However, New York has sued to stop the withdrawal, sending the matter to the U.S. Supreme Court, and a support brief from the United States has been filed in support of New Jersey’s decision. Sampson said that he was getting caught in the crossfire over the Commission’s dissatisfaction with the situation.

Following that, Sampson put out another statement to BCN that he was appealing to the Waterfront Commission to change their minds and that his work as a State Assemblyman justified his absenteeism. He said he had received approval from the Global Container Terminals of Bayonne and the International Longshoremen’s Association Local 1588 before running for State Assembly, and that they never asked him to reduce any of his responsibilities at the State House to work more on the waterfront

On January 4, Sampson’s attorney Robert Flagella further argued that Sampson’s duties in the General Assembly are also part of serving his union, according to a PoliticoPro subscriber exclusive story. The argument comes after the Waterfront Commission wrote in their initial ruling revoking Sampson’s license that his duties as a state legislator did not meet “good cause” for repeated absences for his job as a crane operator at Global Container Terminals.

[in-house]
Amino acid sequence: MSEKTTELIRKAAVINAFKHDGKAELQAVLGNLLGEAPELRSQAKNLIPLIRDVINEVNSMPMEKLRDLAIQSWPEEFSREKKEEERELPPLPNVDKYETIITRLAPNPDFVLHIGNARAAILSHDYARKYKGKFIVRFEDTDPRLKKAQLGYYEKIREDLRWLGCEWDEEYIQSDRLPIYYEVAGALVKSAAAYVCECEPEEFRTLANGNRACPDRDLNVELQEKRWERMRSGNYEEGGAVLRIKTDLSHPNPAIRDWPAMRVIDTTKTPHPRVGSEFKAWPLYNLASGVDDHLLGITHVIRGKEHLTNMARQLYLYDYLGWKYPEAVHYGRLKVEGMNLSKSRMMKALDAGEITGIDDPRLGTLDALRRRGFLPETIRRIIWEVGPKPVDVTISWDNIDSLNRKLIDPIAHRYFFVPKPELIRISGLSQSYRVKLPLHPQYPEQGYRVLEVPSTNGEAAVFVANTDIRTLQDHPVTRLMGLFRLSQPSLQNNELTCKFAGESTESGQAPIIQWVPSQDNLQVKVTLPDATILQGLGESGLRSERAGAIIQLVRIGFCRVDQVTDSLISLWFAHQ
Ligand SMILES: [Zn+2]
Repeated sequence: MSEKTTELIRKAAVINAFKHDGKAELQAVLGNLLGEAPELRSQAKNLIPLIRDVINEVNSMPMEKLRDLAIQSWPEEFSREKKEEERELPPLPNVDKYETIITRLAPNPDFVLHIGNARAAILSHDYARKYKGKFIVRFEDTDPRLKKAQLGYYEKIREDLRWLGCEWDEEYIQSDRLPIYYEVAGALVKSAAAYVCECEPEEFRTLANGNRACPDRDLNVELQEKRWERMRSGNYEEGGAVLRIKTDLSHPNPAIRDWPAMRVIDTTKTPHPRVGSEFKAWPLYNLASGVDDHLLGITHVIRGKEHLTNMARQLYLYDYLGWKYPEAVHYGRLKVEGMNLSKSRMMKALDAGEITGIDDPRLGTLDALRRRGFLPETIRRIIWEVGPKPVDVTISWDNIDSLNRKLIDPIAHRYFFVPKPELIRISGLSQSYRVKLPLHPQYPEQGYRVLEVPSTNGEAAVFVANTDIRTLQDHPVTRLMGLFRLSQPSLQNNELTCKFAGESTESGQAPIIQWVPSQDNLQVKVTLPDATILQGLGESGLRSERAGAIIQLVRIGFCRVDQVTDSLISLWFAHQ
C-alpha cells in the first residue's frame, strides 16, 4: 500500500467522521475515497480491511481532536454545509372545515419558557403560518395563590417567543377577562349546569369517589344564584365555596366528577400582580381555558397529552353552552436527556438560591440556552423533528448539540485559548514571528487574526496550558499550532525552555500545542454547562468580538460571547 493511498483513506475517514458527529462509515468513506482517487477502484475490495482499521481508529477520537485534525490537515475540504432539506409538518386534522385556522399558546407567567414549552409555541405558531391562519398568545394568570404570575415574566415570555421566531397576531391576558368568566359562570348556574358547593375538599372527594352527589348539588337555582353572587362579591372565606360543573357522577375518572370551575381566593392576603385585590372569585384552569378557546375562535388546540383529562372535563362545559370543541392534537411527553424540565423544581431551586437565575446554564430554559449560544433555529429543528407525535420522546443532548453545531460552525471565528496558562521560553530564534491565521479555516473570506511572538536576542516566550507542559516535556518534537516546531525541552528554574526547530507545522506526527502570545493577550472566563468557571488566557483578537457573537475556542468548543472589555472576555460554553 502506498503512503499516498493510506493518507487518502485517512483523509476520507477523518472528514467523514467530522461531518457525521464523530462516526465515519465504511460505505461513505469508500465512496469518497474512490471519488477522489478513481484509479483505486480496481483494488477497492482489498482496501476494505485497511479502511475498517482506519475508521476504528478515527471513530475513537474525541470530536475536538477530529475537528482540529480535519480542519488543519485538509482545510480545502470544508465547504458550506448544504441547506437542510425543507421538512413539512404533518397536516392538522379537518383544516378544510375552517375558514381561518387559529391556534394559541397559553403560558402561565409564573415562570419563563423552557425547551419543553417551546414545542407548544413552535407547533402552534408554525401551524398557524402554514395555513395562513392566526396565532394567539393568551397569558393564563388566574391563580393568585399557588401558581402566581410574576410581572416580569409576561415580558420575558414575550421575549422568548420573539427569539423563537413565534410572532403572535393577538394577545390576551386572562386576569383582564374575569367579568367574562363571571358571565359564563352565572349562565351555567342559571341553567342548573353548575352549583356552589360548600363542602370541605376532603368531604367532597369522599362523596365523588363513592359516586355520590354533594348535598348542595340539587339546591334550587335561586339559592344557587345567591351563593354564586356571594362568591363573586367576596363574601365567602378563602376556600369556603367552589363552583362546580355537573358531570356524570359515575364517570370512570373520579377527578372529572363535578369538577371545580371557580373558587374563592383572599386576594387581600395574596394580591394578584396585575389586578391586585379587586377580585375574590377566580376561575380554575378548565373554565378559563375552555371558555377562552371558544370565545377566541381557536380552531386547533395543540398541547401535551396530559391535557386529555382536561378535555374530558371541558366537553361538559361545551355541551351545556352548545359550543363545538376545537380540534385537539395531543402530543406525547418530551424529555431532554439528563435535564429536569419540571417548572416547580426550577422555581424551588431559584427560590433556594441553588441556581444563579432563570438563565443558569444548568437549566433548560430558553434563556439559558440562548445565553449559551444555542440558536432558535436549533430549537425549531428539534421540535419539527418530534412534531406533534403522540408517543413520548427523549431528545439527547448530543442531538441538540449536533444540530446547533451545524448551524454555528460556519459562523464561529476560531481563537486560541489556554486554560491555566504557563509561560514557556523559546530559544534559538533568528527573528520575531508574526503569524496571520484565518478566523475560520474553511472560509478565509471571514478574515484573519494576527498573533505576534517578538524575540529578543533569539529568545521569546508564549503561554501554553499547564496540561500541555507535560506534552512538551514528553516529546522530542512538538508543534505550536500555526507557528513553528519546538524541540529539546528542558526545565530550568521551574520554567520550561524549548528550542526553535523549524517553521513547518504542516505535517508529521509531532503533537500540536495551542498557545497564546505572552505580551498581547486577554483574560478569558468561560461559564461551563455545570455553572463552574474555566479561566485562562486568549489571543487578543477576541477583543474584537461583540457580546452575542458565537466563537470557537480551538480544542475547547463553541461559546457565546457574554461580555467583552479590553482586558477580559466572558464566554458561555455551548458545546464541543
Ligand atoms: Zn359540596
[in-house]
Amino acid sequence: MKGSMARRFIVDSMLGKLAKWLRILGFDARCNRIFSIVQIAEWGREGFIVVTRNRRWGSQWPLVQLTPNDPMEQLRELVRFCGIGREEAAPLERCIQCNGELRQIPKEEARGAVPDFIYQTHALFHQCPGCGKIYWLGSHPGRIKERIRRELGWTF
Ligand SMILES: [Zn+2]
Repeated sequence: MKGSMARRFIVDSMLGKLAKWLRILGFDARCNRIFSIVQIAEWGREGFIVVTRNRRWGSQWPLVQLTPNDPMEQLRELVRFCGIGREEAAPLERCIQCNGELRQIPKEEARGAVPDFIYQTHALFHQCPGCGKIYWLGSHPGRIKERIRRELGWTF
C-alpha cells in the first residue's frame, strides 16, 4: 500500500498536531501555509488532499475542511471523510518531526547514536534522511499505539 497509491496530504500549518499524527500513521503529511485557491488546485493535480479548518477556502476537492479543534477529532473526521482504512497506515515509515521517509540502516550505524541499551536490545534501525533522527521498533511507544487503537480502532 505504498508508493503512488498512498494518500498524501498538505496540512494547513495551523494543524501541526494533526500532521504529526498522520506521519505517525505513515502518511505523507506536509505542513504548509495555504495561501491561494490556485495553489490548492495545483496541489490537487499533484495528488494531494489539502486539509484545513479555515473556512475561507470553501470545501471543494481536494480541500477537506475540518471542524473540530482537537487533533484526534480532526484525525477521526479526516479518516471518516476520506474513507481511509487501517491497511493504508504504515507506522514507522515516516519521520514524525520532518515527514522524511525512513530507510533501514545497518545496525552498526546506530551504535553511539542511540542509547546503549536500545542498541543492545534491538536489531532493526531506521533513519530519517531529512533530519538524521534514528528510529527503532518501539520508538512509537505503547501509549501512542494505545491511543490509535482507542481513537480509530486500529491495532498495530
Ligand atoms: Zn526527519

Amid the battle to stay in his longshoreman job, Sampson saw the support of the local union where he is a member and held the position of political director. The International Longshoreman’s Association Local 1588 voted on Jan. 4 at an emergency meeting to approve a resolution to assist him to the tune of $50,000 for legal and public relations support for the issue.

The Waterfront Commission previously said it would handle the matter by the end of the month. That has come to fruition with the Jan. 18 ruling reaffirming their original decision.

Local union backs Sampson, but Waterfront Commission not convinced

According to the New Jersey Monitor who broke the story, Waterfront Commissioners Paul Weinstein and Jennifer Davenport did not say why they voted against the motion to reconsider Sampson’s ouster. However, commission staff said the body would release a memorandum of decision outlining their reasoning at a later undetermined date.

Sampson nor the ILA Local 1588 responded to BCN requests for comment.

For updates on this and other stories, check www.hudsonreporter.com and follow us on Twitter @hudson_reporter. Daniel Israel can be reached at disrael@hudsonreporter.com.